Argand Lamps (Wiki) were an improvement on first generation oil lamps and were replaced with kerosene (Wiki) lamps. The key elements were one, a hollow circular wick so that air could be provided on both the outside and through the center making for more light and cleaner burning. Later called a "central draft lamp" and two, raising the fount (reservoir) above the burner so that fuels with low capillary action could be used. This was during the time of vegetable oil lamps.
This particular lamp has been in the same family for a number of generations. They referred to it as the "Whale Oil" lamp and there were Whaling boat captains in the family.
Fig 1 One original chimney and one replacement.
Fig 2 Old Waldom & Woldman catalog.
Fig 3 Burner, but photos not clear.
Fig 4 Oil reservoir
Fig 5 Oil reservoir
Fig 6 Burner marked:
Messenger & sons
63 Hatton Garden London
7052 Gas Apparatus, A. Gesner (Wiki), Jan 29, 1850, 48/102R; 48/211 -A practical treatise on coal petroleum and other distilled oils by Gresner, 1861 - pdf - "practical not theoretical" pg 78: "The greater the quantity of carbon, in proportion to the hydrogen any one of them contains, the greater is the specific gravity, the higher its boiling point, density of vapor, and tendency to smoke when employed for the purpose of illumination."
11204 Improvement in kerosene burning-fluids, Abraham Gesner, The asphalt Mining And Kerosene Gas Company, Jun 27, 1854 208/272; 208/265; 208/273; 208/295 -
11205 Improvement in kerosene burning-fluids, Abraham Gesner, The asphalt Mining And Kerosene Gas Company, Jun 27, 1854 208/272; 208/265; 208/273; 208/295-
12936 Improvement in burning-fluids, Abraham Gesner, North American Kerosene Gas Lighting Co., May 22, 1855, 44/451 -
12987 Improvement in burning-fluid compounds, Abraham Gesner, North American Kerosene Gas Lighting Co., May 29, 1855, 44/451-
Kerosene LampsThe earliest examples of kerosene lamps (Wiki) were simple wick lamps and later a glass chimney was added probably first to keep wind from blowing out the flame and later to make an updraft to fan the flame. As explained on the Wiki page there are many types of kerosene lamps. One type of plain kerosene lantern is called either barn, hurricane or railroad. These are typically made up of a sheet metal frame that traps the glass globe at the top and bottom and have a bail for carrying or hanging. The "cold-blast" type burns brighter than other versions without a mantle. The earlier "hot-blast" type used air that had been used in burning and so did not have as much oxygen. The even earlier (1850 - 1860) "glass globe" lanterns with "dead-flame" were even dimmer.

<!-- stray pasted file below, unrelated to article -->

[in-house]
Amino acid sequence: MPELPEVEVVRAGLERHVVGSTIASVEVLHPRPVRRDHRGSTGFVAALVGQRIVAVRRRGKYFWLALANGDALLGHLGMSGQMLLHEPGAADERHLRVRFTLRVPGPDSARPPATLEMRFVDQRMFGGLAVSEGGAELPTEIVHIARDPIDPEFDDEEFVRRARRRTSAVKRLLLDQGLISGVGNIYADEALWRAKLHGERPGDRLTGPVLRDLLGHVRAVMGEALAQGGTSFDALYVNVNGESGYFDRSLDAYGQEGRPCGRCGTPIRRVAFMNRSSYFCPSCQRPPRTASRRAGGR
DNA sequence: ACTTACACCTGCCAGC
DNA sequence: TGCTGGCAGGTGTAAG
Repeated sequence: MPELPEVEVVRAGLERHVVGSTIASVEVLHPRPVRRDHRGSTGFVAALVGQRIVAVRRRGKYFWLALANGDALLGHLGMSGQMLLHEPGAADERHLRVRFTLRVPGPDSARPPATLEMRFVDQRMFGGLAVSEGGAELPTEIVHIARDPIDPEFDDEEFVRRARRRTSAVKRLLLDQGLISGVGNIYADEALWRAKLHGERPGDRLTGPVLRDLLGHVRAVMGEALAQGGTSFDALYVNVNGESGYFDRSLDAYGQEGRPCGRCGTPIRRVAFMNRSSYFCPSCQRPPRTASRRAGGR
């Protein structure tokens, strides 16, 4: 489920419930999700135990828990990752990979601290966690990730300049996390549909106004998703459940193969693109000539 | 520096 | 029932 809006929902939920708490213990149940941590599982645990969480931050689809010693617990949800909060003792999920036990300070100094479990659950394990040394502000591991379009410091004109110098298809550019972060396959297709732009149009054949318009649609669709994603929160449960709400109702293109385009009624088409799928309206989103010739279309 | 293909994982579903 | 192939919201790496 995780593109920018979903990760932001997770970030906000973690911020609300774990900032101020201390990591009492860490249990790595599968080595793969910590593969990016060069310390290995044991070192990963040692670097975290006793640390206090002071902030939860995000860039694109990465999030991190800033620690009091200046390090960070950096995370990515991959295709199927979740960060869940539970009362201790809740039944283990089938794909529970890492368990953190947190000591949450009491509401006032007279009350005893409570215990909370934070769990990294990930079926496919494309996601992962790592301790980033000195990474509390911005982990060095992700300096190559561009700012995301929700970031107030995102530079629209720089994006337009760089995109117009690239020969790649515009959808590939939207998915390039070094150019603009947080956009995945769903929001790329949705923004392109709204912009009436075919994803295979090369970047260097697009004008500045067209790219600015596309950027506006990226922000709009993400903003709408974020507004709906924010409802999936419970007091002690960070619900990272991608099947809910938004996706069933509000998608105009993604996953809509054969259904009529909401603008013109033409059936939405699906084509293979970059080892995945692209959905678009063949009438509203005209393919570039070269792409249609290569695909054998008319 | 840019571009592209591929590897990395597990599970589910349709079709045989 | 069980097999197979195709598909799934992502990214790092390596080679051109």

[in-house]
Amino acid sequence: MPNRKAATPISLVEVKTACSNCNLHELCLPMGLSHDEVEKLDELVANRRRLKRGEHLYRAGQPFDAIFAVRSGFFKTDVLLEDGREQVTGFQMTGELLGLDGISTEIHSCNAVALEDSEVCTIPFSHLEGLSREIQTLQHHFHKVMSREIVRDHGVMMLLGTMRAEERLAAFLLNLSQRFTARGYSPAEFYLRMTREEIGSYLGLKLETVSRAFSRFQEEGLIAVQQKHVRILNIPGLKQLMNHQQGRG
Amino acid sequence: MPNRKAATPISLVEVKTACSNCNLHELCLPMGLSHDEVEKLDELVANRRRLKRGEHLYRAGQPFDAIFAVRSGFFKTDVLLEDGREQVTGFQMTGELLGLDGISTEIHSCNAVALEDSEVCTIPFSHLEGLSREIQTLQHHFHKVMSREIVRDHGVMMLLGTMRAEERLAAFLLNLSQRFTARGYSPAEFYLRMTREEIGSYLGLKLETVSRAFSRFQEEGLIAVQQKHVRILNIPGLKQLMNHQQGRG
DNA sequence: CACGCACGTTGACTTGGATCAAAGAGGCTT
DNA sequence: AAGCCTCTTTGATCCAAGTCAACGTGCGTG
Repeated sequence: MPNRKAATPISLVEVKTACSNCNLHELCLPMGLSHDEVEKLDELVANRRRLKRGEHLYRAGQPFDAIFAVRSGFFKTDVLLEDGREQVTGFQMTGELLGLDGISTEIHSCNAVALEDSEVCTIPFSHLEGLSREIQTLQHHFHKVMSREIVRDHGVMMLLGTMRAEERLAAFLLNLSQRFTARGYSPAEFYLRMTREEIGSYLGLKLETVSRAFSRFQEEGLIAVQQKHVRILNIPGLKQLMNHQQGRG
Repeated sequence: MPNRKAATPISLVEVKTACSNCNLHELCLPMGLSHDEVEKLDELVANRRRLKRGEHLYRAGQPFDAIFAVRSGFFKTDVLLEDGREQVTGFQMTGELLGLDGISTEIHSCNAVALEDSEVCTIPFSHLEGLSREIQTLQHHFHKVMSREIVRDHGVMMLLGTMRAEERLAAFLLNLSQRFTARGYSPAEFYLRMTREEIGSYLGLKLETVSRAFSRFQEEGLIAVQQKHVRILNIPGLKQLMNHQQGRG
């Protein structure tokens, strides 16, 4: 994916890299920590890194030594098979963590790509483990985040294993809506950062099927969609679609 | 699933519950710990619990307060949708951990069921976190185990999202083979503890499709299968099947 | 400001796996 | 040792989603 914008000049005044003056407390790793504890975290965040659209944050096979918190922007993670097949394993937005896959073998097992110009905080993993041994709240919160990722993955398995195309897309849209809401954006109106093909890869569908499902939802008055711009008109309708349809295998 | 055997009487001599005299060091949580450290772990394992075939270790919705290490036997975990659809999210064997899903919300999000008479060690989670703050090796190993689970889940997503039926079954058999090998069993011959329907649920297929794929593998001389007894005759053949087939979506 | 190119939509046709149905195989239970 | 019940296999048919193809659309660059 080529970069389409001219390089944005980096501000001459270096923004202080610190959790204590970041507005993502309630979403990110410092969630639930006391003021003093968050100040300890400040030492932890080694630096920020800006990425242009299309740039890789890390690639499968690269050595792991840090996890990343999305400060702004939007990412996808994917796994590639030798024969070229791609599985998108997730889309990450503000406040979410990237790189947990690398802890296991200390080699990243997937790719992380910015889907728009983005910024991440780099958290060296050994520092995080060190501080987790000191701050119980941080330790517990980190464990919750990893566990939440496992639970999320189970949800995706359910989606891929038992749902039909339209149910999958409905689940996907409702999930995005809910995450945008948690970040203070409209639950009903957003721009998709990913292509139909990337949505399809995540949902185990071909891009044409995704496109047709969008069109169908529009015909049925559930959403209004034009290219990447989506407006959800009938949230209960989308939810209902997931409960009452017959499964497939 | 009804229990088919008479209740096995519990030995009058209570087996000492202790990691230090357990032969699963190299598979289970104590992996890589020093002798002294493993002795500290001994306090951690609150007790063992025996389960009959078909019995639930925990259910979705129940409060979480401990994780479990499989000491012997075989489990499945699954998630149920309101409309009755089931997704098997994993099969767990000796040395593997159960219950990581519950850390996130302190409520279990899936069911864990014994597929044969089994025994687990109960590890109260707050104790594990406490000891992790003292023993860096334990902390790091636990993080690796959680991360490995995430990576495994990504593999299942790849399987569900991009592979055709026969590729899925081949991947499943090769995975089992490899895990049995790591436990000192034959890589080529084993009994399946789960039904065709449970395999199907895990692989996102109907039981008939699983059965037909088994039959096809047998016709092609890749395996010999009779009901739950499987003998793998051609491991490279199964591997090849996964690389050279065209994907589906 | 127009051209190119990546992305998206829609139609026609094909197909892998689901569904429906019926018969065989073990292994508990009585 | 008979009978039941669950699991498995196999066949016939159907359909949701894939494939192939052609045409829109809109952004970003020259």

Fig 2 Latch at top left
Fig 3 Press latch to open lid
Hold latch to clear globe
Fig 1 Very poor packaging, but it survived (by luck!)
Fig 2 Note many holes in base to let in air.
Fig 3 Patd:
many central air holes
Feb 28, 1905
(783799 Wick Raiser)
Nov 20, 1894
(9529496 Air Distributer)
Dec 31, 1895
(552327 Lamp Burner)
Apr 23, 1895
(537849 Wick Adjuster)
Mar 24, 1896
(556980 Air Distributer)
Fig 4 Wick lifter turned up
Patd June 7, 1898
(605186 Wick Lifter)
Fig 5 threads on bottom, many external air holes.
Fig 6 Top View.The meaning of "Central Draft" is clear.
Cap marked: Made in United States of America.
Fig 7 The meaning of "Central Draft" is clear. Bottom view
373376 Standard Lamp, William A Penfield, Bradley & Hubbard Mfg Co, Nov 15, 1887, 248/414 -
389375 Shade Ring for Hanging Lamps, Emil Fisher, Bradley & Hubbard Mfg Co, Sep 11, 1888, 362/441 -
421171 Central Draft Lamp, J. Jauch, Bradley & Hubbard Mfg Co, Feb 11, 1890, 431/309 -
427870 Central Draft Lamp, Joseph Jauch, Bradley & Hubbard Mfg Co, May 13, 1890, 431/309 -
473667 Central Draft Lamp, Joseph Jauch, Bradley & Hubbard Mfg Co, Apr 26, 1892, 431/309 -
474171 Wick Raiser for Central Draft Lamps, Joseph Jauch, Bradley & Hubbard Mfg Co, May 3, 1892, 431/308 -
502926 Cap for Filling Nipples of Lamp Founts, Joseph Jauch, Bradley & Hubbard Mfg Co, Aug 8, 1893, 220/816 - spring loaded so will not be lost
512967 Suspension RIng for Harps for Hanging Lamps, Joseph Jauch, Bradley & Hubbard Mfg Co, Jan 16, 1894, 362/417; 232/41R -
529496 Air Distributer for Central-Draft Lamps, Joseph Jauch, the Bradley and Hubbard Mfg. Co., Nov 20, 1894, 431/309 -
537849 Wick Adjuster for Central Draft Lamps, William A. Penfield, Bradley & Hubbard Mfg. Co., Apr 23, 1895, 431/308 -
552327 Lamp Burner, William A Penfield, Bradley & Hubbard Mfg Co, Dec 31, 1895, 431/302 -
556980 Air Distributer for Central Draft Lamps, W.C. Homan, Edward Miller & Co. (Wiki), Mar 24, 1896, 431/309 -
553686 Cooking Lamp, W.A. Penfield, Bradley & Hubbard Mfg. Co.,Jan 28, 1896, 431/321; 122/44.2 -
554491 Lamp Burner, Joseph Jauch, Bradley & Hubbard Mfg Co, Feb 11, 1896, 431/251 -
576413 Lid for Alcohol Lamps, William A Penfield, Bradley & Hubbard Mfg Co, Feb 2, 1897, 431/152 -